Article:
Pista nera is a solid, standard entry in the detective-inspector genre. I heard of Antonio Manzini's novel while reading one of Andrea Camilleri's – I'm pretty sure it was La rete di protezione. In Camilleri's novel, Salvo Montalbano reads and enjoys a romanzo giallo about a displaced police commissioner who finds himself in the ski country of alpine Italy. Camilleri might not even give the name of the novel that Montalbano reads, but the mention is a masterpiece of product placement. It proved easy enough to track down Pista nera, which proves to be from Camilleri's own publishers, the Sicilian house Sellerio.
Rocco Schiavone is in many ways a successor to Salvo Montalbano in the world of Italian crime fiction. Like Montalbano, Schiavone is a senior office but something of an outsider on his beat. His subordinates know the lay of the land much better than he does. (And Rocco has some excuse for this, since he's been in Aosta just four months, while Montalbano still seems a stranger in Vigàta after decades.) Schiavone is a Roman who has been transferred to the snowy north for reasons that are, at first, obscure. He is a bit neurotic and a bit helpless: his initial character note is the pair of Clarks that he wears through several snowdrifts till they nearly disintegrate on his feet.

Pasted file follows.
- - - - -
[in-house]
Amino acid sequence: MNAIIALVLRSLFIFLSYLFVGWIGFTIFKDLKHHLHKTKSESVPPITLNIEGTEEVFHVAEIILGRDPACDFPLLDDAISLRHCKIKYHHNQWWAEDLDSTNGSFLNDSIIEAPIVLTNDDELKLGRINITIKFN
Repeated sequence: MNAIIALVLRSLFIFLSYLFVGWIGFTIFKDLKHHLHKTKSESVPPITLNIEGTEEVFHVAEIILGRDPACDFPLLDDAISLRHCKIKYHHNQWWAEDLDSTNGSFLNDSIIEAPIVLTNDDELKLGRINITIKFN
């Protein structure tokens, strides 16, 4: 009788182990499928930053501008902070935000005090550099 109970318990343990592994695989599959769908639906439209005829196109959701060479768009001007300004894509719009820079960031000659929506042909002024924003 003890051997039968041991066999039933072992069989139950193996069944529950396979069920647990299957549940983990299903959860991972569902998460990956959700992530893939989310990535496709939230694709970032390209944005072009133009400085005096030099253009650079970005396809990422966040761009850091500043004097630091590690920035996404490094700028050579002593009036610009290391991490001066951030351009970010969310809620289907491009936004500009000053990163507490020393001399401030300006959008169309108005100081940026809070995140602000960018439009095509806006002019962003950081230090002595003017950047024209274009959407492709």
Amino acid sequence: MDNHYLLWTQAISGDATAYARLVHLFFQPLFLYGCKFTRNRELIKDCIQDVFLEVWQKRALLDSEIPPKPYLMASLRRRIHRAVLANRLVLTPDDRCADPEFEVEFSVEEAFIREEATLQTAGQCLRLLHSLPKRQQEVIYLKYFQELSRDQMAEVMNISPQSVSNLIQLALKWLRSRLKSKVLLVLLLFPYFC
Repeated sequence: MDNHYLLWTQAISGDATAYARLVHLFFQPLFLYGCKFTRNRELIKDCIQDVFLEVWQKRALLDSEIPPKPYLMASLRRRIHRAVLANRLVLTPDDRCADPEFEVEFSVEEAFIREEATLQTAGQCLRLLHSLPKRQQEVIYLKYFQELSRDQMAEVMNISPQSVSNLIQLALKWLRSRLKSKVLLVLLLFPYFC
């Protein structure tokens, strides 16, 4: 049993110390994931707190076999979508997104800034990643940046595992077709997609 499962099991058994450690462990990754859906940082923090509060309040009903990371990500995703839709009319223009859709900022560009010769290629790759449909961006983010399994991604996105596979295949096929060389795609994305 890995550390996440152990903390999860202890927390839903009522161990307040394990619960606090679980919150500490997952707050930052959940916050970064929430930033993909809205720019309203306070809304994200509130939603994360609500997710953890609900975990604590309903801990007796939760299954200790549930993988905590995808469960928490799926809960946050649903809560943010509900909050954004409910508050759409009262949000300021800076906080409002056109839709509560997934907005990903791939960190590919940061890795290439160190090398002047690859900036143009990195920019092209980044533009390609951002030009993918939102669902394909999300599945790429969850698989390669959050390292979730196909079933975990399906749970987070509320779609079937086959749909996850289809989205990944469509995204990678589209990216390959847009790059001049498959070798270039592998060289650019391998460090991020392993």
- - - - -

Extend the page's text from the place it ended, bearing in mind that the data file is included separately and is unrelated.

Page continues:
Schiavone spends a lot of time in the snow, because the murder victim in Pista Nera has been chewed up by one of those machines that clears the slopes for the next day (a gatto delle nevi; I'm not ski-savvy enough to know what they're called in English). It's not the gatto driver's fault – somebody else dumped Leone Micciché's body in the snow for the machine to mangle. Leone leaves behind a beautiful widow, a thriving ski-related business, a pile of debts, a feud with a Sicilian brother, and a number of sexual rivalries. We're in classic small-community mystery-novel territory from the start.
The eventual solution to the murder mystery is not crucial to the novel's appeal. It's an Agatha-Christie-like setup (though they're not actually all snowed in), and the culprit is found via some very Conan-Doyle-like clues. The heart of any detective-inspector novel, though, is the interplay between the inspector and his colleagues. Manzini spends a lot of time establishing the groundwork for a considerable series of novels to come.